3DsMAX does not come with the ability to do a fisheye lens effect (well - it does if you follow this tutorial). There´s a long range of expensive plugins and 3rd party renderers that will do this - probably more accurate than this tut too, but at least this one costs nothing ;)
I don´t know if someone else have thought of this, and I am in fact merely "re-inventing the wheel", but I think its a good tip still.
Setup - Top view
Ok - it´s really not that tricky. As you can see from the Topview picture, all I´ve done is place a sphere in front of the camera.
"But the camera is with its back to the scene".
Indeed - and thats because you´re filming the reflection of the scene, in the sphere.
The sphere has been given a Chrome-material, with NO highlights (important!). And i have aligned it to the camera, both with position and orientation - then I´ve moved along the sphere´s local Z-axxis to a little bit in front of the camera, and scaled it along its local Z-axxis.
The scaling allows you to determine the amount of the fisheye effect.... The more round or pointy, the stronger the effect - and the flatter (like an M&M) the less the effect.
Setup - Perspective view
You can link the sphere to the camera, or the other way around, once you have them positioned and aligned properly together. You need to make sure that the sphere covers the entire frame (corner to corner) - or you´ll get weird results.
For animating purposes, you need to steer clear of obstacles - remember, this is a reflection and objects can conflict with the chromesphere. If you find that the sphere is too big to pass a corridor or other obstacle, you can scale down the sphere (uniformly) and move it closer to the camera.
Thats it really. But there´s some things to take into consideration as well :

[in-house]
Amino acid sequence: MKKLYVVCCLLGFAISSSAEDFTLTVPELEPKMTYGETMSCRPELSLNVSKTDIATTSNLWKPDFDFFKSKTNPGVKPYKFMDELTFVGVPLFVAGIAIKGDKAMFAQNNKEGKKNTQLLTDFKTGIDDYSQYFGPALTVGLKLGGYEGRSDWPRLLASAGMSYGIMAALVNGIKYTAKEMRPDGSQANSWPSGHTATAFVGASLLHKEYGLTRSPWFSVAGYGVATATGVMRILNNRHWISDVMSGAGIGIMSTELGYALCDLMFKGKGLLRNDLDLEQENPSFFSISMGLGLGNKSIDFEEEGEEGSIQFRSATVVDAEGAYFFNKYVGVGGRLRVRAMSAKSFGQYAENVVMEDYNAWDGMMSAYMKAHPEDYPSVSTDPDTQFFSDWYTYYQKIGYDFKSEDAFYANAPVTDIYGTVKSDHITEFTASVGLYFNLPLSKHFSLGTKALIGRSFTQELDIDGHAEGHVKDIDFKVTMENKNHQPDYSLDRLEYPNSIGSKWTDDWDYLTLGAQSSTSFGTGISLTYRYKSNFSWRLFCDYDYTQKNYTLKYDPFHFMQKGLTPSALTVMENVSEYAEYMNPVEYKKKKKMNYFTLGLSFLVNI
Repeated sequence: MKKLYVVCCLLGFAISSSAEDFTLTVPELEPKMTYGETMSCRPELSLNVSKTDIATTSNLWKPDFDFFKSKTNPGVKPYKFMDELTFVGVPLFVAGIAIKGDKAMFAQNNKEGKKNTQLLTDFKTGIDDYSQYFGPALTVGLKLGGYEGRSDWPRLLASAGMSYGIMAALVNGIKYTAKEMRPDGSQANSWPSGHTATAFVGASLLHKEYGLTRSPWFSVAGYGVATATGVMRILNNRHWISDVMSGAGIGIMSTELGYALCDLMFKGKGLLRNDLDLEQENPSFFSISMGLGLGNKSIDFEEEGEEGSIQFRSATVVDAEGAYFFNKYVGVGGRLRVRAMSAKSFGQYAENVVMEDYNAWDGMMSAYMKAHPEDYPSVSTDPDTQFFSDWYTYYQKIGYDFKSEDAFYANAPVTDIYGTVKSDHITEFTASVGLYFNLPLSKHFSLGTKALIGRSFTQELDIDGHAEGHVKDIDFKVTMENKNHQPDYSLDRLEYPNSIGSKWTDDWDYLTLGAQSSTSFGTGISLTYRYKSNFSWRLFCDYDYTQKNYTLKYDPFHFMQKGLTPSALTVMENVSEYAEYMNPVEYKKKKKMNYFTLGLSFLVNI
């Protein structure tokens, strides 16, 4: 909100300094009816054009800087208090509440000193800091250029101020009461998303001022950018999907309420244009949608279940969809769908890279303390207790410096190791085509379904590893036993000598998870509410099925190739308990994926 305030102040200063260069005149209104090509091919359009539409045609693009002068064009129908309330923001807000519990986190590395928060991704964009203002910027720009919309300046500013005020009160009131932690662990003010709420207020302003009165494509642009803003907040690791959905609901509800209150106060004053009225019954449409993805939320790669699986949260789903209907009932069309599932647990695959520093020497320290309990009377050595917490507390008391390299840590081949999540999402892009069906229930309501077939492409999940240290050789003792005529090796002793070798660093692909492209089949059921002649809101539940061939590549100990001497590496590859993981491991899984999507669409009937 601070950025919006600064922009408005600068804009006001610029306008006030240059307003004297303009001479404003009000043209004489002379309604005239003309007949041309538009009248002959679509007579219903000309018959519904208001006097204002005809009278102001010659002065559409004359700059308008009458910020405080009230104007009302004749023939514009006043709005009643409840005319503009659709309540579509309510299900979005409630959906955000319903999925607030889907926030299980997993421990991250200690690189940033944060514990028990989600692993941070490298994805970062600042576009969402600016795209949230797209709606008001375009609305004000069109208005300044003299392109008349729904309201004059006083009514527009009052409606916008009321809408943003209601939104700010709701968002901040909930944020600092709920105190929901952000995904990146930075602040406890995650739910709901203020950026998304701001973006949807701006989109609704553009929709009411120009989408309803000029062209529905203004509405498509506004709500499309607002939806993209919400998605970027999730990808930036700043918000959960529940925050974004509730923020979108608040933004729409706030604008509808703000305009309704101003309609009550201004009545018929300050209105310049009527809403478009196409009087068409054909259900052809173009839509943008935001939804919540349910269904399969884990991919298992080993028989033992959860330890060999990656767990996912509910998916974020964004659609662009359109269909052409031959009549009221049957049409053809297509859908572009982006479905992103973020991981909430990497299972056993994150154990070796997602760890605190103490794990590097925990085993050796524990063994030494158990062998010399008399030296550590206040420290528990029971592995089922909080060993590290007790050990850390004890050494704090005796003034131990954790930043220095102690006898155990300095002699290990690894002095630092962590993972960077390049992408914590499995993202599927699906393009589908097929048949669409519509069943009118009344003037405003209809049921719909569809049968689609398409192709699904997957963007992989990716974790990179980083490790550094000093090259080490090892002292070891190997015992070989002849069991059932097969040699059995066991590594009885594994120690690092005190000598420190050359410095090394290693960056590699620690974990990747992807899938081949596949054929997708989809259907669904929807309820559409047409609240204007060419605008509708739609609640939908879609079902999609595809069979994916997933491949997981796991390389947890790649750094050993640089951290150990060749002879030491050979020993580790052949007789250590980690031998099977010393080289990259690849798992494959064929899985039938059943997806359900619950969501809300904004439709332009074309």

Std. MAX render
1. You are capturing a reflection - so everything will be mirrored. Flip the rendered images/movies in whatever image/video-editing software you normally use.
2. Since you´re shooting a reflection, stuff like GI and other advanced lighting solutions, will need more samples to avoid graininess - also higher Raytracing quality might help.
3. You will kinda be animating backwards - and it takes a little getting used to.
4. You can´t get a proper viewport preview, since this method relies on materials. If in doubt, do some testrenderings.
5. To avoid the ChromeSphere reflecting in other reflective surfaces of the scene (like a window or similar), use the Local Exclude option in the Raytrace options of the material. Exclude from both illumination and shadow casting. Also, depending on your render engine, you might have to exclude the ChromeSphere from GI solutions and/or Skylights.
6. I have not tested this method on that many scenes - so I cannot guarantee it will work with YOUR setup. But give it a go - and I´d love to get some feedback, and see your results, if you use this tutorial.
Oh, and be sure to get the Mirror Image render effect plugin from Boomerlabs - to easily flip your images from within MAX.
Copyright 2004 - Nick Jensen